Tottenham director Sir Keith Mills has admitted that keeping Gareth Bale at the club amid interest from Real Madrid is “very difficult”.
In an exclusive interview with the Evening Standard, Mills trots out the usual line that "we very much want Bale to stay", however he goes on to admit that the Welshman can't be forced to remain at White Hart Lane.
Spurs and Real Madrid are in talks over a deal which is expected to break the current transfer record of £80m that the Spanish club paid Manchester United for Cristiano Ronaldo in 2009.
The deal is expected to go through after the player expressed a desire to move to the Bernabeu - and it is that element that Mills admits takes a move out of Spurs' control.
“If a player is desperate to leave, it’s very difficult to force him to stay," he said. "We’ve seen it in other clubs. Even if he has a contract, you can’t force somebody to play for you.”
Mills agrees Tottenham are in a Catch-22. If they’re not in the Champions League, Bale may not stay. But, to get into the Champions League, they need players like Bale.
“That’s precisely the issue,” he says. “So this summer, we are investing in a great squad and we hope that provides us with Champions League football next year and we start to win trophies, FA Cups. That’s what Tottenham need. We have made some good acquisitions.”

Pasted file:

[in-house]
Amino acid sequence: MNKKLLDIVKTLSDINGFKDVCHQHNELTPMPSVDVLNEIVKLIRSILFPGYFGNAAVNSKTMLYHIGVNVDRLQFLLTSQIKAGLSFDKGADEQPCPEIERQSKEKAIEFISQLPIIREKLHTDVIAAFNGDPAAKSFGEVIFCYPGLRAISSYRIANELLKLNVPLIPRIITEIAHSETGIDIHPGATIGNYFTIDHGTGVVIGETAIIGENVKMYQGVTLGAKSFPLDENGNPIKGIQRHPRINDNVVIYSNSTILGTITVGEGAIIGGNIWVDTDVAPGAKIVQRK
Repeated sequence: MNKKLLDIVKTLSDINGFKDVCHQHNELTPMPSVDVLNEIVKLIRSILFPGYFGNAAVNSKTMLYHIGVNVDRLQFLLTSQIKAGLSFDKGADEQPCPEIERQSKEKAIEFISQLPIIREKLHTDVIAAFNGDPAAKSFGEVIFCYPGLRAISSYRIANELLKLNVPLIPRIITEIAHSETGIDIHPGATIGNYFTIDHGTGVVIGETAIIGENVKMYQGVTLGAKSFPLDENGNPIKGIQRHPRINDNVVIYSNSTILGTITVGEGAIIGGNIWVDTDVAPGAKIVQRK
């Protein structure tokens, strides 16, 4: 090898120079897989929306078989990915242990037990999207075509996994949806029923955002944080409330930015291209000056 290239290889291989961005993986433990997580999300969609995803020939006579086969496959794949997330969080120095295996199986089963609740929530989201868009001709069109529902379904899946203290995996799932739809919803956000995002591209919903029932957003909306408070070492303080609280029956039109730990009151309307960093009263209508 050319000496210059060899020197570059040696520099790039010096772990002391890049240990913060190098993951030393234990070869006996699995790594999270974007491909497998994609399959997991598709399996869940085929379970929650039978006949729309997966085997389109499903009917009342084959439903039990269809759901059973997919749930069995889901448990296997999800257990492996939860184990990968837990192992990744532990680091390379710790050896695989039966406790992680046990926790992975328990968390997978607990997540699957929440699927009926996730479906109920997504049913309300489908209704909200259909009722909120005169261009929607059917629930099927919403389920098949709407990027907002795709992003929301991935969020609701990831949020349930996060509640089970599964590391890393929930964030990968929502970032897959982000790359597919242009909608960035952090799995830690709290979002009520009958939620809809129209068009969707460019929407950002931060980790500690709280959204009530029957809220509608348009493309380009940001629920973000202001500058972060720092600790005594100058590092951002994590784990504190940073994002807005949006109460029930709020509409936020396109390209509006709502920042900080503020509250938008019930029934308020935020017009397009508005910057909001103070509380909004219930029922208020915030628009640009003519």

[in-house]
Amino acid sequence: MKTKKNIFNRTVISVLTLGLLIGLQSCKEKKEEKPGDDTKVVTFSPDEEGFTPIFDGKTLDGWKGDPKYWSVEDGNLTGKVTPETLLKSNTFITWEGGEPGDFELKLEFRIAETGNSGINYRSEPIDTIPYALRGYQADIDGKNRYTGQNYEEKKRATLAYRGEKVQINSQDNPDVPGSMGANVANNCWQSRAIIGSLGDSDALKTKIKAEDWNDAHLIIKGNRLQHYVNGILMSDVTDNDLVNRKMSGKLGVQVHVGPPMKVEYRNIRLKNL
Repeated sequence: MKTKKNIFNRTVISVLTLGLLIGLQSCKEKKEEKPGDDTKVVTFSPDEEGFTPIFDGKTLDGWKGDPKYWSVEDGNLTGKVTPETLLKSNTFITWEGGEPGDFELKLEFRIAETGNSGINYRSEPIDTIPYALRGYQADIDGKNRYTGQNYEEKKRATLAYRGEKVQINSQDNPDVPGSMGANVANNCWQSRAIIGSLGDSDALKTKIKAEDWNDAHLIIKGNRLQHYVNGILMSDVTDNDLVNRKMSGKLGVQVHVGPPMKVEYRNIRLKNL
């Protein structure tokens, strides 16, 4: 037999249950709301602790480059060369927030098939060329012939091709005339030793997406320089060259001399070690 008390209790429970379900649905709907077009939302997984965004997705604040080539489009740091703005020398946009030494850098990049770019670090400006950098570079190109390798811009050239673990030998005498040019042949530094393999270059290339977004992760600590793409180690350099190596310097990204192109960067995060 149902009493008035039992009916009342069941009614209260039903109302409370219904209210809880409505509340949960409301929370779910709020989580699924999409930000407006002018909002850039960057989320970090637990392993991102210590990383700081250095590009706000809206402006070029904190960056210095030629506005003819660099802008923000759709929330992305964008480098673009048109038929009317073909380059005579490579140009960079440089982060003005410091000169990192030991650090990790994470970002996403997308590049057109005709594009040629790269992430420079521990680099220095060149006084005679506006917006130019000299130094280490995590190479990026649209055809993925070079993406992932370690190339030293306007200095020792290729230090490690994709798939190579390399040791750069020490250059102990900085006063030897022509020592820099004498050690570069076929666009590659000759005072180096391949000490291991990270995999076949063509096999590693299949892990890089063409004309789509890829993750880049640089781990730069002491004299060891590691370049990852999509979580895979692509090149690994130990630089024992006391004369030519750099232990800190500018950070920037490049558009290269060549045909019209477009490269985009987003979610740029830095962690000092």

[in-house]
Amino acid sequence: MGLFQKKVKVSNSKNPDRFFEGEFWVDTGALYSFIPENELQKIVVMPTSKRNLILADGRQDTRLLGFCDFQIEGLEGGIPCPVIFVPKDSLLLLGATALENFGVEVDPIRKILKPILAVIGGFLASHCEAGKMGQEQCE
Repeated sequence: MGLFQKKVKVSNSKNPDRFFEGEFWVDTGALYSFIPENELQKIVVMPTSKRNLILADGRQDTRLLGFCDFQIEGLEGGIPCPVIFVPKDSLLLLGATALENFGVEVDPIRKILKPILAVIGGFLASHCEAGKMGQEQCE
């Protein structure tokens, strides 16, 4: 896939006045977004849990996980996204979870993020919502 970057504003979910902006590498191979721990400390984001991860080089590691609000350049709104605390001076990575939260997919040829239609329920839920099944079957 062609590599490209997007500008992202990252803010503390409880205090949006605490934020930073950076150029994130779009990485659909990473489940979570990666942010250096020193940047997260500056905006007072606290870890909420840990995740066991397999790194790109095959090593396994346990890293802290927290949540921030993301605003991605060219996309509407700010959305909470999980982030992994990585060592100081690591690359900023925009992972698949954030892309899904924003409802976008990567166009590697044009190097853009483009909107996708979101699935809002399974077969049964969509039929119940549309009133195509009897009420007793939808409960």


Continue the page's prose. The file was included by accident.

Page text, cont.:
Spurs have spent heavily this summer, bringing in Brazilian midfielder Paulinho for £17m, Spanish international Roberto Soldado for £26m and Nacer Chadli for £7m as the look to clinch a top-four finish in the upcoming season.
In the interview with the Evening Standard, Mills also revealed "there are others in the pipeline” and claims there is a focus on bolstering the attacking options at White Hart Lane - something that will be neccessary if Bale, who scored 26 in all competitions last season, leaves the club.
“Strikers are very high on AVB’s list of priorities and Daniel [Levy, the chairman] is trying hard to make sure we have strength up front. It’s a really exciting time to be at the club.”
For the full interview in the Evening Standard, click here.